British born brand Spada are not a high-profile riding gear brand. They do however have a range of products that cover almost any type of riding at very reasonable price. We put their Intrepid Adventure styled helmet to the test by riding the length of Sweden in it.


 

Most helmets we review are at the high end of the spectrum. Pricey, top end, famously branded products. The Spada Intrepid sits almost as far toward the other end of the scale as possible. It’s cheap, pure and simple. Cheap however, does not mean bad. Spada have built their entire brand around the concept of creating ‘great value for their customers”. While a helmet with a price around £100 might lead to some preconceptions, one cannot judge the book by the proverbial cover, especially as Spada have cut themselves a reputation for good kit without blowing the bank account into the red.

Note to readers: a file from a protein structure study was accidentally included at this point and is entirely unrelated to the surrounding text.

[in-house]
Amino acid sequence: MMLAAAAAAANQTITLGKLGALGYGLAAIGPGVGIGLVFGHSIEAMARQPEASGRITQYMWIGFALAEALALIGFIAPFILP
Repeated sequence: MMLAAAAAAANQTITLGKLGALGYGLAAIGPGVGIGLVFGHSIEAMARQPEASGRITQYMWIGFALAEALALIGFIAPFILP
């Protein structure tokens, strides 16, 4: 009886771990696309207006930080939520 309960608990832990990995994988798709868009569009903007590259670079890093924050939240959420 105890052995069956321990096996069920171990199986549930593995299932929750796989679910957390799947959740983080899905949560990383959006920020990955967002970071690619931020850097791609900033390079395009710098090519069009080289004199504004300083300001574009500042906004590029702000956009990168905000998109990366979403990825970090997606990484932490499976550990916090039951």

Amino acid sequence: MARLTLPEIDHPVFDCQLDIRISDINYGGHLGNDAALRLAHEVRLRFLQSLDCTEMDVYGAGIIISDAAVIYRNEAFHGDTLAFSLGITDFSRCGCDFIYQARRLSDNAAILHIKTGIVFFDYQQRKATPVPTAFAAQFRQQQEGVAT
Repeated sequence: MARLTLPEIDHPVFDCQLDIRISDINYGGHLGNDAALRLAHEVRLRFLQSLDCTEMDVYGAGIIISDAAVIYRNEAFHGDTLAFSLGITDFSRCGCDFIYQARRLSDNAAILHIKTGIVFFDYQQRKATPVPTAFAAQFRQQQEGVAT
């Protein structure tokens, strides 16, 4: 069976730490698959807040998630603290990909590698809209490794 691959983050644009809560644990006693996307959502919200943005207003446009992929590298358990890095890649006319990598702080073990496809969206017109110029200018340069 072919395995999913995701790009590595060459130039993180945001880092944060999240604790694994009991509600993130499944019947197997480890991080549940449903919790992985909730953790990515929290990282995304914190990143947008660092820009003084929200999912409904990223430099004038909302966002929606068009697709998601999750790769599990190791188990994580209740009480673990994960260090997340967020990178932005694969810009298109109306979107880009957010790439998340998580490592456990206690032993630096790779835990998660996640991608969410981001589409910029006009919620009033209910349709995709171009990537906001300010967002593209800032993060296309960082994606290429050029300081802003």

On paper the features of the Intrepid aren’t ground breaking. It rocks a thermoplastic moulded shell with European approval ratings, quick-release ratchet-type fastening, standard upper and lower ventilation, a removable lining and an internal sun visor. There are plenty of helmets in the market with the same features. Some of them do it very well, with good looks and lots of polish. Most of them aren’t doing for less than a hundred notes, in fact it’s actually ridiculous to pack that much into such a low price point.

 

Living with it

Instantly a few points regarding the fit became clear to me. The chin straps, with a ratchet-type fastener, are sized appropriately and don’t flap around in the wind. That might seem an odd observation, but the previous model from Spada was awful for this. For the size small specimen I tested, the fit of the liner around my head is firm and good. The cheek pads pressed on my face a bit hard but they wore in a bit after a few days of riding. The fit of the polystyrene around the top of the head is good too. It’s not particularly odd shaped or uncomfortable in any way. It’s not going to set the world on fire with the levels of fit and comfort but it’s also entirely inoffensive. It’s doesn’t feel like it has the hold and precision you’ll often find in the high end helmet but in general there’s nothing to complain about.